John Halani, ‘giant’ of Ismaili Muslim and Ugandan Asian communities in Vancouver, dies aged 85

John Halani, Uganda’s former honorary consul in BC and a well-known leader in the Ismaili Muslim community in Vancouver, is remembered as a man with a big heart after passing away two weeks ago. He was 85.

Halani died on May 2 after a short illness, a relative said. He came to BC in 1972 after escaping the persecution of the Idi Amin regime in Uganda.

He was deeply involved in helping to resettle Ugandan refugees and immigrants here in Canada, and was also honored by the spiritual leader of the Ismaili community for his services to that cause.

“He was a giant of a man. A big man with a big heart, kind and compassionate,” said Farouk Verjee, a close friend of Halani and a fellow member of the Ismaili community.

“If I may use Jewish terminology – in Yiddish, he was a ‘human being’. He treated everyone with kindness and compassion.”

Halani came to Vancouver in 1972 as a 35-year-old entrepreneur. His assets had been confiscated by the Amin regime when he left Uganda.

According to Verjee, he became directly involved with companies when he arrived in Vancouver.

At the coast6:10Memory of John Halani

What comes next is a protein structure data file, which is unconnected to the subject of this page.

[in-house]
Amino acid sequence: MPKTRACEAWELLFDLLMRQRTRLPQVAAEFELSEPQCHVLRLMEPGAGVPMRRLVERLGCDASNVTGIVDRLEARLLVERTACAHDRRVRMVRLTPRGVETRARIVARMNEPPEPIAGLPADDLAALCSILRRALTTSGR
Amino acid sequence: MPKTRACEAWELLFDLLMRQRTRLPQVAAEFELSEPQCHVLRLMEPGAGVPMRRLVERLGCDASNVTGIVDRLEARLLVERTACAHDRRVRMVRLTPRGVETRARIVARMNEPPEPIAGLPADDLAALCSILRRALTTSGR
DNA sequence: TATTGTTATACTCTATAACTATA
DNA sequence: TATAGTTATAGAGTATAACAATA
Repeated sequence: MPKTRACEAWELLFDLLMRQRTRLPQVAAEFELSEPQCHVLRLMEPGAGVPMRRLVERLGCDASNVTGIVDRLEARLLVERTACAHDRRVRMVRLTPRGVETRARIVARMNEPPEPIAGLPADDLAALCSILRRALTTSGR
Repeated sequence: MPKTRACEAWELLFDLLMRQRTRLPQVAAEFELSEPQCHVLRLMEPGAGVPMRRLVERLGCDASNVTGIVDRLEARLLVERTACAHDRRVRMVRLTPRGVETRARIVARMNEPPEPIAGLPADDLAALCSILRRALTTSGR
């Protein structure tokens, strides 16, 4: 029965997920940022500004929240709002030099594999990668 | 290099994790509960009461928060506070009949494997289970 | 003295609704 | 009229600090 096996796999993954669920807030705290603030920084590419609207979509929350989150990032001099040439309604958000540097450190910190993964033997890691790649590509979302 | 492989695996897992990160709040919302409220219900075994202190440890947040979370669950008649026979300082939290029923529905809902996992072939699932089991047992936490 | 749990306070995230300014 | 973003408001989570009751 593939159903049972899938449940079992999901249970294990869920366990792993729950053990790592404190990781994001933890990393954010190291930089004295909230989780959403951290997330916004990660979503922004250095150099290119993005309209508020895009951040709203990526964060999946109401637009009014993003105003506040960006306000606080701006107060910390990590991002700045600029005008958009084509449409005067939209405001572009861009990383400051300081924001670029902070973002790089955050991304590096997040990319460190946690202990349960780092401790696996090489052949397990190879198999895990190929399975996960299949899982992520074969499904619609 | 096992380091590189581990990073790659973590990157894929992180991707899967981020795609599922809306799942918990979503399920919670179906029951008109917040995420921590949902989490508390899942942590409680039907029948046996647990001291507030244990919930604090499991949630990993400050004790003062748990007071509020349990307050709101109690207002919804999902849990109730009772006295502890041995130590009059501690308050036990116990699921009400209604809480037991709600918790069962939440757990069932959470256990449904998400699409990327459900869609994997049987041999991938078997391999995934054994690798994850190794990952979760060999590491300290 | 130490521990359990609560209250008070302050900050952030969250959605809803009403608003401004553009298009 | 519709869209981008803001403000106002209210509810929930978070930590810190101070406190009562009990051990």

Farouk Verjee joins us to talk about John Halani, his friend of nearly 50 years. Halani was a mainstay of the Ismali community and passed away this month at the age of 85.

He first got a job at a glass company, then was able to rent out the Robsonstrasse hotel in downtown Vancouver. Shortly after, in 1975, he ran the Tropicana Hotel across the street.

He went on to have an active political career, including being appointed Honorary Consul to Uganda in BC, and was involved with the Immigrant Services Society of BC and other advocacy groups.

Prime Minister Justin Trudeau stands next to John and Anar Halani in this undated photo. (Submitted by the Halani family)

Deep family ties

“Funnily enough, our family owned the hotel next door to his – the Gifford Hotel,” Verjee told Gloria Macarenko, host of CBC’s. At the coast† “Our path continued here in Vancouver.”

Although Verjee didn’t meet Halani until they were both in Vancouver, they shared a deep bond that goes back generations.

“John and my sister lived in the same apartment building in North Vancouver, and he invited her over for tea one day,” Verjee said. “As she entered his living room, she saw a photo of John and my father laying the foundation stone of a school in Masaka, John’s hometown.

“Then John realized who my sister was. Serendipity!’ said Verjee, laughing.

In addition to his advocacy work, Halani was honored for his work within the Ismaili community by the Aga Khan, spiritual leader of the Shia Imami Ismaili Muslims. He was given the title of rai, which means ‘respected’.

“I remember the Aga Khan once saying, the Prophet Mohammed said, ‘Do business with a conscience,'” Verjee said. “We all want to make money and more money, but what do we take with us?

“John took away so much goodwill. There were so many people from the interfaith community, so many people from the African diaspora, and we were proud that he was one of us.”

Verjee said there are plans in the fall to commemorate the 50th anniversary of Ugandan refugees arriving in Canada, and that there will likely be a consensus on how best to honor Halani’s legacy.

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